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Concussion

December 25, 2015

I’ve never been a big football fan. In theory I don’t have much of a problem with the sport itself, though as time goes by I’ve found more and more things that unsettle me about the NFL. I’m the guy who really would show up at the Super Bowl party to watch the commercials, and lately I haven’t even bothered with them. So if anyone is going to be on the side of a doctor trying to prove that, as the game is currently played, it leads directly to long-term brain trauma, I’m that person.

So on the politics and policies, count me among Dr. Bennet Omalu’s biggest fans. But when the movie about his struggles, Concussion, lands with all the narrative elegance of a sledgehammer, it’s all I can do to get through it. And if this story doesn’t work for me, who does it work for?

The inside-baseball — well, I guess inside-football here — story is that the NFL flexed its muscle to improve the way it comes off in the movie. It it did, I have a hard time seeing their fingerprints. The cynic in me might suggest that they made sure the results would be this awkward and plodding so that nobody would bother watching, but that’s too subtle a move to derail Will Smith’s latest swing at an Oscar. Besides, writer/director Peter Landesman’s other feature, Parkland, was every bit as overblown as Concussion is.

As best I can tell, what the NFL managed was a lot of inserted praise for the grace and glory of the game, and lots of dialogue about how wonderful an institution football is. On the other hand, the film paints about as damning a portrait of the NFL as Spotlight does of the Archdiocese of Boston. We even get the Nigerian-British actor Adewale Akinnuoye Agbaje playing the role of actual former pro and — to hear the film tell it — NFL spokesman Dave Duerson telling the thoroughly American Smith playing the Nigerian Omalu to “go back to Africa”. Because we can totally accuse the NFL of cartoonish levels of racism as long as we put the words in the mouth of the blackest actor we can get our hands on, right?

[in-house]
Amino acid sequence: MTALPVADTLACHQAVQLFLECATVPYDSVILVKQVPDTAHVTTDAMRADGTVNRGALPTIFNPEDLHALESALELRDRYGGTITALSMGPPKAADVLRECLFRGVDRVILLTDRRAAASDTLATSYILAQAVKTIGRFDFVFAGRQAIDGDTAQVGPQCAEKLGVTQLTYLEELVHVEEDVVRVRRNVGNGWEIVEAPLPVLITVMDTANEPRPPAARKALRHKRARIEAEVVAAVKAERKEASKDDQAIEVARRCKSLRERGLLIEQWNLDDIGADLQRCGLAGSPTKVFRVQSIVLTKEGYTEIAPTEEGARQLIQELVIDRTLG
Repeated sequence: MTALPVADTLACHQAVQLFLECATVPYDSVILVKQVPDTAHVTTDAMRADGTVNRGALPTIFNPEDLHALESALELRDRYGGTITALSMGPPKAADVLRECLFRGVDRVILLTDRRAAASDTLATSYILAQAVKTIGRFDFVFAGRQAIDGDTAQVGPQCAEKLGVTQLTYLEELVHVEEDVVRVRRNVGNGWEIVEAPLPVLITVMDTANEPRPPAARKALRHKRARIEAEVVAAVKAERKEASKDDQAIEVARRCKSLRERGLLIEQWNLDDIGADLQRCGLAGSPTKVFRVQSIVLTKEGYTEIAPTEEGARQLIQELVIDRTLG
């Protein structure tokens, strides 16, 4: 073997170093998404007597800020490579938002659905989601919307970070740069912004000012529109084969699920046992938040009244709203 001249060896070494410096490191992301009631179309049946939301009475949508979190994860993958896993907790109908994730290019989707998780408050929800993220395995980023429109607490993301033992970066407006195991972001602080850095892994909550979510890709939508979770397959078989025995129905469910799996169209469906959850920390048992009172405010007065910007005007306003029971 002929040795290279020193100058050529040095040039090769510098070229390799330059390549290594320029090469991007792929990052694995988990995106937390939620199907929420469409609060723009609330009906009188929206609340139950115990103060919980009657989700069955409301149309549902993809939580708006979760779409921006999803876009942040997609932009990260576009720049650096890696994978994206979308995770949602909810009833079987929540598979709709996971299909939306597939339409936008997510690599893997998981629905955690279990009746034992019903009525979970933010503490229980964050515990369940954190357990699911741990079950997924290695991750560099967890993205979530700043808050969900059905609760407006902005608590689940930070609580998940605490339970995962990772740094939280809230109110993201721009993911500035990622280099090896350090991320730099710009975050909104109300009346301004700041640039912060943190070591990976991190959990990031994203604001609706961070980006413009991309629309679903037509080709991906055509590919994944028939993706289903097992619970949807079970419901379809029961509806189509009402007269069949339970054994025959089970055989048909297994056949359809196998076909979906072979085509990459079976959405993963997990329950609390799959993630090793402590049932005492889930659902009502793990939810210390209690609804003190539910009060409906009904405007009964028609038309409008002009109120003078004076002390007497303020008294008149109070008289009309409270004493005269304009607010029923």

Up against the mustache-twirling NFL we have Omalu, backed by his supervisor at the Pittsburgh Coroner’s Office (Albert Brooks) and an NFL doctor-turned-whistleblower (Alec Baldwin). But these crusading men aren’t going it totally alone; Omalu has the all-but-mute admiration of his wife, Prema Mutiso (Gugu Mbatha-Raw). Yes, one of the most promising young black actresses of her generation is reduced to playing the sounding board for Smith’s Oscar-angling monologues, who alternately admires and bears children for her Great Man husband. Oh yeah, and while Prema has evidently kept her name in real life, we see it printed in the movie as “Prema Omalu”.

This much is clear: repeated blows to the head — like those sustained while playing football even with modern helmets — cause long-term degenerative structural changes to brain tissue. This is true both for injuries that produce concussions and for sub-concussive blows that do not cause any visible symptoms at the time. This has resulted in an epidemic of mental deterioration in — among other groups — former pro football players, which has often gone unrecognized and misdiagnosed as early-onset Alzheimer’s. The neuropathological work of Dr. Bennet Omalu was instrumental in bringing these facts to the attention of the medical establishment in the particular case of football players, and the NFL has tried to cover up the science.

But what would be wrong with, for once, letting the science take the lead in a science story instead of writing a Great Man of Science hagiography? And why do we need long monologues about how much this Great Man loves America? Or asides from his priest about how he’s the Greatest Man in the parish? If we really believed in the meritocracy of science, why does it matter who Bennet Omalu was at all, beyond the fact that he was right?

A film about a scientific breakthrough that focused on the science itself rather than on the myth of the Great Man may not provide as many opportunities for scene-chewing during awards season, but it would certainly be more enjoyable than getting bashed over the head over and over and over again like Concussion does to its audience.

Worth It: no.
Bechdel-Wallace Test: fail.

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